Why didn't the United States go to the metric system?
Probably, each of you has been surprised more than once by the fact that the size of the screens of digital devices is indicated in unusual units. It has even become a tradition and it never occurs to anyone to ask why not use ordinary centimeters instead of inches, which, it would seem, have long and firmly taken their place in the history textbook?
The thing is that the United States and several other countries (unlike the rest of the world) have not switched to the metric system, preferring their traditional units of measurement to international meters and kilograms. And since many of the largest technology corporations are located in the United States, inches familiar to this country have spread in products all over the planet. After all, everyone knows in which country the city of Cupertino is located, where the head office of Apple, the company that created the first mass smartphone on Earth, is located. There are other corporations in the United States that are pushing high technology forward. And along with high technology, they are moving into the broad masses and old inches.
At the very beginning of our story, some clarity should be introduced. There is an opinion that the SI system was never approved in the USA. She is so invisible in this country that a person who does not go into too much detail can get such an impression. But it is absolutely not true! A number of acts have been adopted that approve it as the official system of weights and measures of the United States. How, then, did it happen that Americans still use the old units of measurement? The fact is that all the adopted acts are advisory (rather than mandatory) for private business and ordinary residents of the country. And this means that every American has the right to measure in familiar inches and weigh in pounds familiar from childhood. And this right is used not only by people, but also by giant corporations.
Metric system in the USA today
In 1975, the Metric Conversion Act was passed by Congress, the essence of which was the same as the recommendations of standards specialists, but with only two important differences. Rigid time frames were not set, and the transition to the metric system itself assumed voluntariness. As a result, the country's schoolchildren began to pass the SI system, and some companies attempted "metrification", which turned into fruitless propaganda, since there were no real actions to switch to metric units of measurement.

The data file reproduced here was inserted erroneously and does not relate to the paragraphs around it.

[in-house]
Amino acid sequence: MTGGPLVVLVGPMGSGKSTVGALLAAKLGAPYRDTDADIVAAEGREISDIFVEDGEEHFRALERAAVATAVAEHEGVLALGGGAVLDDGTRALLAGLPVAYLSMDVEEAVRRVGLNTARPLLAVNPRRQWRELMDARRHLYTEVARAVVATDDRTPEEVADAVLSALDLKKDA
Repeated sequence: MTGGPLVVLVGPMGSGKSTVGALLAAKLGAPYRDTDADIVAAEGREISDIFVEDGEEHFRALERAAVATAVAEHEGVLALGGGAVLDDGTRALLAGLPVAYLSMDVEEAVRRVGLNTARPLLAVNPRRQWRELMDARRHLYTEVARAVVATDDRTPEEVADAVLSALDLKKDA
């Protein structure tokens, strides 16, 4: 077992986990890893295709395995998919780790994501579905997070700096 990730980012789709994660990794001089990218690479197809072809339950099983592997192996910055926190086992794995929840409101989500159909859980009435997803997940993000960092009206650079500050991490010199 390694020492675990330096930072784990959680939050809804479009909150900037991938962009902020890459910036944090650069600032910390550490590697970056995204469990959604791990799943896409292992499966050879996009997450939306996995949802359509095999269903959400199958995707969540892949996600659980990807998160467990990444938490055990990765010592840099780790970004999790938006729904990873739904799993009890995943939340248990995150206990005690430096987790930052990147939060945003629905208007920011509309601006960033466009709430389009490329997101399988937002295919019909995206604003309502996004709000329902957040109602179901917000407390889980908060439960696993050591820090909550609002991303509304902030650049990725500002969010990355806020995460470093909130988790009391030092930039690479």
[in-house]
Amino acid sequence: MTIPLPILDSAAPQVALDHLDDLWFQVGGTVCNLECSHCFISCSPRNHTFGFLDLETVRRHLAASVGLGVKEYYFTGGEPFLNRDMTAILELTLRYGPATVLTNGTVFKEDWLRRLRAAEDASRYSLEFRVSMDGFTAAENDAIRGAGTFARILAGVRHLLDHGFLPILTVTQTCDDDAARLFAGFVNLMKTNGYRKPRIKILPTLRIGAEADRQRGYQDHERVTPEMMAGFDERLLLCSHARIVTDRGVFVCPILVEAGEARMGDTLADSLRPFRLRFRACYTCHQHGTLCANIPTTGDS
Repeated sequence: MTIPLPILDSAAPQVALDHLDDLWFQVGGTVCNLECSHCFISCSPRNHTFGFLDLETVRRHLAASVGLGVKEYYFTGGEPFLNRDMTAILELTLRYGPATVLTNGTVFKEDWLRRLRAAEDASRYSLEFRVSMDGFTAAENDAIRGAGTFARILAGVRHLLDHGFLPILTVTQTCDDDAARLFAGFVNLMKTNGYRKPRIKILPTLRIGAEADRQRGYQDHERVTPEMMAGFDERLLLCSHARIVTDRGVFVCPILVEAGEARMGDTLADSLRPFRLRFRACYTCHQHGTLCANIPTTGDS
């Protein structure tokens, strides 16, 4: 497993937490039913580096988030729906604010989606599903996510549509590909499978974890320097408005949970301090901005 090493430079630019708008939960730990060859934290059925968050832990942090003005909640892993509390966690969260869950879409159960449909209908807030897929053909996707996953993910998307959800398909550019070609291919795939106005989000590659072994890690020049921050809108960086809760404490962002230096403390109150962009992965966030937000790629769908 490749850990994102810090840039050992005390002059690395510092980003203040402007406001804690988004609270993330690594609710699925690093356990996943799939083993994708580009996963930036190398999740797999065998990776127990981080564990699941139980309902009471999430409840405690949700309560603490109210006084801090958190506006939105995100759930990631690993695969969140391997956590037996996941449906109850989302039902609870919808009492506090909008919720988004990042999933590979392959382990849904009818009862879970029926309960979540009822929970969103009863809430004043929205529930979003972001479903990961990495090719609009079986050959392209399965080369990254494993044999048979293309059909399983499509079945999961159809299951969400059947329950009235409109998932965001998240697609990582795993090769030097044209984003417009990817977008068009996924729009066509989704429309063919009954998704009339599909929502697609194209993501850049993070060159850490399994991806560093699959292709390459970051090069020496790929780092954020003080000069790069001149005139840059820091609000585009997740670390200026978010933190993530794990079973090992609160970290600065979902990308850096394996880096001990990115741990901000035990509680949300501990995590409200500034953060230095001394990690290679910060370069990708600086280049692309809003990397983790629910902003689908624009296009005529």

It turned out that in the United States units of measurement are used, which are already forgotten in the rest of the world. An increasing number of consumers of American products began to demand that the goods supplied be accompanied by a specification in the metric system. As American companies opened more and more manufacturing facilities in Europe and Asia, it became necessary to decide which units to use: metric or traditional American.
Recognizing these complexities, in 1988 Congress amended the Metric Conversion Act to make the metric system the "preferred United States system of weights and measures for trade and commerce." As of late 1992, federal agencies were required to use metric units when measuring quantities related to purchases, grants, and other matters related to business activity. But these instructions concerned only state structures. Private business remained free to use the usual system of measurement. Attempts have been made to interest small businesses in the metric system, but little progress has been noted.
Today, only about 30% of products manufactured in the USA are “metrified”. The pharmaceutical industry in the United States has been referred to as "strictly metric" because all specifications of the country's pharmaceutical products are specified exclusively in metric units. On drinks there are designations both in metric and in traditional for the USA systems of sizes. This industry is considered "soft metric". The metric system is also used in the US by film, tool and bicycle manufacturers. Otherwise, in the USA they prefer to measure the old fashioned way. In ancient inches and pounds. And this applies even to such a young industry as high technology.
What prevents a highly developed industrial country from switching to a system of measures and weights generally accepted on our planet? There are a number of reasons for this.
Conservatism and costs hinder the transition to the metric system
But the high costs of transition alone cannot explain the cool attitude of Americans towards the metric system. Psychological factors play their own, and by no means the last, role in holding back the country's transition to the international system of weights and measures. The stubborn conservatism of Americans makes them resist any innovation, especially those that come from foreigners.